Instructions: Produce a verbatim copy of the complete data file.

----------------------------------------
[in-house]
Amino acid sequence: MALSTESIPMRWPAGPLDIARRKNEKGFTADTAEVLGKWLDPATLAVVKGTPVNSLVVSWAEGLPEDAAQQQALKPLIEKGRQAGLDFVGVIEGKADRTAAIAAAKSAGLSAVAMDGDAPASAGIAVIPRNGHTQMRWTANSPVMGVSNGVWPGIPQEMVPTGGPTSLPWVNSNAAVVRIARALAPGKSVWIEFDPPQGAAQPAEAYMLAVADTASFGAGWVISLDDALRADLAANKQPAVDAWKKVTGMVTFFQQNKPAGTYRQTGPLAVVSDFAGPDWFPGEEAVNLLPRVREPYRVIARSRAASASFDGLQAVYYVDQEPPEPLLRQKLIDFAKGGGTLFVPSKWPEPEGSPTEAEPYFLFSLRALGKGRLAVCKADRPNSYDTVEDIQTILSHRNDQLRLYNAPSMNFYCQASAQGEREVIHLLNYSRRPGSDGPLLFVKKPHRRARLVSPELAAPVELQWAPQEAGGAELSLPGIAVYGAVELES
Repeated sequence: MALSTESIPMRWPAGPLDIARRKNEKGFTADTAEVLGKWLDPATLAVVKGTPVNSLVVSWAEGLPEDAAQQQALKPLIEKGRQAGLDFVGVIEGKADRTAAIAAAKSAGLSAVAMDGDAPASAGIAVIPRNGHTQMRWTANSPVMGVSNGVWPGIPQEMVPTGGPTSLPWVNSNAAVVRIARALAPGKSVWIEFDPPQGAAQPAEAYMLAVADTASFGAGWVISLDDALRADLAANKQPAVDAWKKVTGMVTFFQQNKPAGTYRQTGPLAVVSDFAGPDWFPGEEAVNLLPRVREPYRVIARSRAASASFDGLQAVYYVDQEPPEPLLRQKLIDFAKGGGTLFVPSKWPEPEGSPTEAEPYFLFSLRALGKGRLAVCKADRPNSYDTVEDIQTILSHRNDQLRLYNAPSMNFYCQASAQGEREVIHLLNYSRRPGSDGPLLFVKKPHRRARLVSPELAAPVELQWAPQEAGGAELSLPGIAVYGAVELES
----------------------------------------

[in-house]
Amino acid sequence: MALSTESIPMRWPAGPLDIARRKNEKGFTADTAEVLGKWLDPATLAVVKGTPVNSLVVSWAEGLPEDAAQQQALKPLIEKGRQAGLDFVGVIEGKADRTAAIAAAKSAGLSAVAMDGDAPASAGIAVIPRNGHTQMRWTANSPVMGVSNGVWPGIPQEMVPTGGPTSLPWVNSNAAVVRIARALAPGKSVWIEFDPPQGAAQPAEAYMLAVADTASFGAGWVISLDDALRADLAANKQPAVDAWKKVTGMVTFFQQNKPAGTYRQTGPLAVVSDFAGPDWFPGEEAVNLLPRVREPYRVIARSRAASASFDGLQAVYYVDQEPPEPLLRQKLIDFAKGGGTLFVPSKWPEPEGSPTEAEPYFLFSLRALGKGRLAVCKADRPNSYDTVEDIQTILSHRNDQLRLYNAPSMNFYCQASAQGEREVIHLLNYSRRPGSDGPLLFVKKPHRRARLVSPELAAPVELQWAPQEAGGAELSLPGIAVYGAVELES
Repeated sequence: MALSTESIPMRWPAGPLDIARRKNEKGFTADTAEVLGKWLDPATLAVVKGTPVNSLVVSWAEGLPEDAAQQQALKPLIEKGRQAGLDFVGVIEGKADRTAAIAAAKSAGLSAVAMDGDAPASAGIAVIPRNGHTQMRWTANSPVMGVSNGVWPGIPQEMVPTGGPTSLPWVNSNAAVVRIARALAPGKSVWIEFDPPQGAAQPAEAYMLAVADTASFGAGWVISLDDALRADLAANKQPAVDAWKKVTGMVTFFQQNKPAGTYRQTGPLAVVSDFAGPDWFPGEEAVNLLPRVREPYRVIARSRAASASFDGLQAVYYVDQEPPEPLLRQKLIDFAKGGGTLFVPSKWPEPEGSPTEAEPYFLFSLRALGKGRLAVCKADRPNSYDTVEDIQTILSHRNDQLRLYNAPSMNFYCQASAQGEREVIHLLNYSRRPGSDGPLLFVKKPHRRARLVSPELAAPVELQWAPQEAGGAELSLPGIAVYGAVELES